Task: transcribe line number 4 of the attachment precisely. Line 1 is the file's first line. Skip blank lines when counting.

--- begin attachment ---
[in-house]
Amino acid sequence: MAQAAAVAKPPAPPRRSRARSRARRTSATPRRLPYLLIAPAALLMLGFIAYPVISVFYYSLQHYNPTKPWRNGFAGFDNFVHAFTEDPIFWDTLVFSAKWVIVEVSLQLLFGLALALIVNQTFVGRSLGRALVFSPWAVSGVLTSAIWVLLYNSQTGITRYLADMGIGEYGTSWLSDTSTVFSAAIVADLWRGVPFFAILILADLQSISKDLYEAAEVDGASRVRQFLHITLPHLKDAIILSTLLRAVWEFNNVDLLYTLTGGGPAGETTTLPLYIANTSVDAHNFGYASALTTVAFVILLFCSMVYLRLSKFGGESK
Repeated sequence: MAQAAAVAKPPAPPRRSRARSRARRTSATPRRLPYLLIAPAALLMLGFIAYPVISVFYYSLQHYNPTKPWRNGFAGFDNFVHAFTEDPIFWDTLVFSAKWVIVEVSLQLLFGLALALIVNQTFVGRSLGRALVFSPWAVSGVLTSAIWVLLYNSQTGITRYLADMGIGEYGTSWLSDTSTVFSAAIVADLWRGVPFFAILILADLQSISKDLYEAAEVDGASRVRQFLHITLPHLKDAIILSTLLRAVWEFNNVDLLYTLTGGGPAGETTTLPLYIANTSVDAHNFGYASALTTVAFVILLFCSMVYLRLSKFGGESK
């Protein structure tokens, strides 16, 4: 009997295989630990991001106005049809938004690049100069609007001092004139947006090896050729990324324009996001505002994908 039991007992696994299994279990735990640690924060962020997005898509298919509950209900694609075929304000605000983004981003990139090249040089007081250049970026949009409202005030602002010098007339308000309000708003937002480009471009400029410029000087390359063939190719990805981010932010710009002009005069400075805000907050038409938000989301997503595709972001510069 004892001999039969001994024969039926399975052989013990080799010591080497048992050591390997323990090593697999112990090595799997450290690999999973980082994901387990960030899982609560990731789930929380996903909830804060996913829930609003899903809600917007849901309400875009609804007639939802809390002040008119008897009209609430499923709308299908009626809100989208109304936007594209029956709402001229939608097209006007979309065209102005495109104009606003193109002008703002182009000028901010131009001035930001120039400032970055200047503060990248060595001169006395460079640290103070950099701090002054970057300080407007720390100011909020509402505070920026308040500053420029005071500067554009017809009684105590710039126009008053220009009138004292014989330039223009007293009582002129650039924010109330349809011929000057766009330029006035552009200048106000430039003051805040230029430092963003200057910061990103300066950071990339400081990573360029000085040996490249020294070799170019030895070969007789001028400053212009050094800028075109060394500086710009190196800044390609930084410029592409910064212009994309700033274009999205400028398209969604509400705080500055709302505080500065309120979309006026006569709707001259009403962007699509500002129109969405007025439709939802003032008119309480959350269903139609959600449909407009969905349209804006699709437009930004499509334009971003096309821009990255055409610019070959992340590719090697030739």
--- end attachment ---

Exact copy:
């Protein structure tokens, strides 16, 4: 009997295989630990991001106005049809938004690049100069609007001092004139947006090896050729990324324009996001505002994908 039991007992696994299994279990735990640690924060962020997005898509298919509950209900694609075929304000605000983004981003990139090249040089007081250049970026949009409202005030602002010098007339308000309000708003937002480009471009400029410029000087390359063939190719990805981010932010710009002009005069400075805000907050038409938000989301997503595709972001510069 004892001999039969001994024969039926399975052989013990080799010591080497048992050591390997323990090593697999112990090595799997450290690999999973980082994901387990960030899982609560990731789930929380996903909830804060996913829930609003899903809600917007849901309400875009609804007639939802809390002040008119008897009209609430499923709308299908009626809100989208109304936007594209029956709402001229939608097209006007979309065209102005495109104009606003193109002008703002182009000028901010131009001035930001120039400032970055200047503060990248060595001169006395460079640290103070950099701090002054970057300080407007720390100011909020509402505070920026308040500053420029005071500067554009017809009684105590710039126009008053220009009138004292014989330039223009007293009582002129650039924010109330349809011929000057766009330029006035552009200048106000430039003051805040230029430092963003200057910061990103300066950071990339400081990573360029000085040996490249020294070799170019030895070969007789001028400053212009050094800028075109060394500086710009190196800044390609930084410029592409910064212009994309700033274009999205400028398209969604509400705080500055709302505080500065309120979309006026006569709707001259009403962007699509500002129109969405007025439709939802003032008119309480959350269903139609959600449909407009969905349209804006699709437009930004499509334009971003096309821009990255055409610019070959992340590719090697030739």